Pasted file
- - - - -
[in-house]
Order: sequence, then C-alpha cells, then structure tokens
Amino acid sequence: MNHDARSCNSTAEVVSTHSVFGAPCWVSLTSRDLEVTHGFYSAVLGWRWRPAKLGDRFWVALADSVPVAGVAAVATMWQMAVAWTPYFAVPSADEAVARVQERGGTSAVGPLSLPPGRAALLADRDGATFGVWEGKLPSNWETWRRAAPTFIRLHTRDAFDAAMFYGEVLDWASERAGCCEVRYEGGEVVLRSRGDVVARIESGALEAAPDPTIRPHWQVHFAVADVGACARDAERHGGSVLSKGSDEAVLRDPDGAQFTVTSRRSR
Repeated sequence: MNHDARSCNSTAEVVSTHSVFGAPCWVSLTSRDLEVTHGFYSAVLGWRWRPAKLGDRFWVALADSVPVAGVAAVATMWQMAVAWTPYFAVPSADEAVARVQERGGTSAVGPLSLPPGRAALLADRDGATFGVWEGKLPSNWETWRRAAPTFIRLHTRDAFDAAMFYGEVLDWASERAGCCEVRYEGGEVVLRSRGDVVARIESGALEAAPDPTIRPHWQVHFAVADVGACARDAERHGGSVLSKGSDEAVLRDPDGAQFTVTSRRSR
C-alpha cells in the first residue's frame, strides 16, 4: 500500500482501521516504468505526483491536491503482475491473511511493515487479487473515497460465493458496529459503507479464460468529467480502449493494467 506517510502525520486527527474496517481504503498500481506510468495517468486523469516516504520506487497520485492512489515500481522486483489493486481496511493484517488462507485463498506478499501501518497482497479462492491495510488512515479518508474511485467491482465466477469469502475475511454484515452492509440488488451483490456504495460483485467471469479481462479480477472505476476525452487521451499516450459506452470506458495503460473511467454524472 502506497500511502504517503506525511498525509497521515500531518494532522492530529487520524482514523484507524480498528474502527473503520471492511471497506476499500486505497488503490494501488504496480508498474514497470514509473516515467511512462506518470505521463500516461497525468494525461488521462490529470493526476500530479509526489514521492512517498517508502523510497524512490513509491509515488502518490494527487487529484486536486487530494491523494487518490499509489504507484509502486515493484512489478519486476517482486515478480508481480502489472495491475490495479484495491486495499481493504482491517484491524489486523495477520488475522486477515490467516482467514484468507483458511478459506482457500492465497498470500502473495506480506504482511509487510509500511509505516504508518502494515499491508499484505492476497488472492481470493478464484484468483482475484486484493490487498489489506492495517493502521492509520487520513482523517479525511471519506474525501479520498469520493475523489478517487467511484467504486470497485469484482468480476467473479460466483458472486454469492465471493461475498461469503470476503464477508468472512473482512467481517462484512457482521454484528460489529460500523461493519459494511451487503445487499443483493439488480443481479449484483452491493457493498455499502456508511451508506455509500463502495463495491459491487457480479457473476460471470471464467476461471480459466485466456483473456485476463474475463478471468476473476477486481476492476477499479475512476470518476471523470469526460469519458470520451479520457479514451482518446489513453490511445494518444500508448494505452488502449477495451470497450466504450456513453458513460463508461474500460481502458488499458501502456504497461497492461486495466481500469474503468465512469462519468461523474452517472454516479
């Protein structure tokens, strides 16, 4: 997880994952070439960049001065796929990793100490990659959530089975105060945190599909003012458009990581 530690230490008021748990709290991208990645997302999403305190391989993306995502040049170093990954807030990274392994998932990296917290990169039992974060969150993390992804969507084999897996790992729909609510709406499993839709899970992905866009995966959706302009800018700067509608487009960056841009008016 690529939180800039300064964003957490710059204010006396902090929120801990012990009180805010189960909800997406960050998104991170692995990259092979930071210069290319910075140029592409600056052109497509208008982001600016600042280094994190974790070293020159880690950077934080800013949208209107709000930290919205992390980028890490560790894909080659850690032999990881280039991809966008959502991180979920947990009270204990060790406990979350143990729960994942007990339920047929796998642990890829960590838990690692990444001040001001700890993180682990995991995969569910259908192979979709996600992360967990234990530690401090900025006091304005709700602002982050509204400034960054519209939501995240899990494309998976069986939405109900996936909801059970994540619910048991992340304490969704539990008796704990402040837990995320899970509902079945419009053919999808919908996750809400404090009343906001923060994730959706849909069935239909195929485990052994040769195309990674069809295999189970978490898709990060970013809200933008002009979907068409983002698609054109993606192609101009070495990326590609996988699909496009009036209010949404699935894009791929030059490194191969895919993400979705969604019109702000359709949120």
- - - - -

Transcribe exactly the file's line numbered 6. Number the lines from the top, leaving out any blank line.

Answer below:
């Protein structure tokens, strides 16, 4: 997880994952070439960049001065796929990793100490990659959530089975105060945190599909003012458009990581 530690230490008021748990709290991208990645997302999403305190391989993306995502040049170093990954807030990274392994998932990296917290990169039992974060969150993390992804969507084999897996790992729909609510709406499993839709899970992905866009995966959706302009800018700067509608487009960056841009008016 690529939180800039300064964003957490710059204010006396902090929120801990012990009180805010189960909800997406960050998104991170692995990259092979930071210069290319910075140029592409600056052109497509208008982001600016600042280094994190974790070293020159880690950077934080800013949208209107709000930290919205992390980028890490560790894909080659850690032999990881280039991809966008959502991180979920947990009270204990060790406990979350143990729960994942007990339920047929796998642990890829960590838990690692990444001040001001700890993180682990995991995969569910259908192979979709996600992360967990234990530690401090900025006091304005709700602002982050509204400034960054519209939501995240899990494309998976069986939405109900996936909801059970994540619910048991992340304490969704539990008796704990402040837990995320899970509902079945419009053919999808919908996750809400404090009343906001923060994730959706849909069935239909195929485990052994040769195309990674069809295999189970978490898709990060970013809200933008002009979907068409983002698609054109993606192609101009070495990326590609996988699909496009009036209010949404699935894009791929030059490194191969895919993400979705969604019109702000359709949120």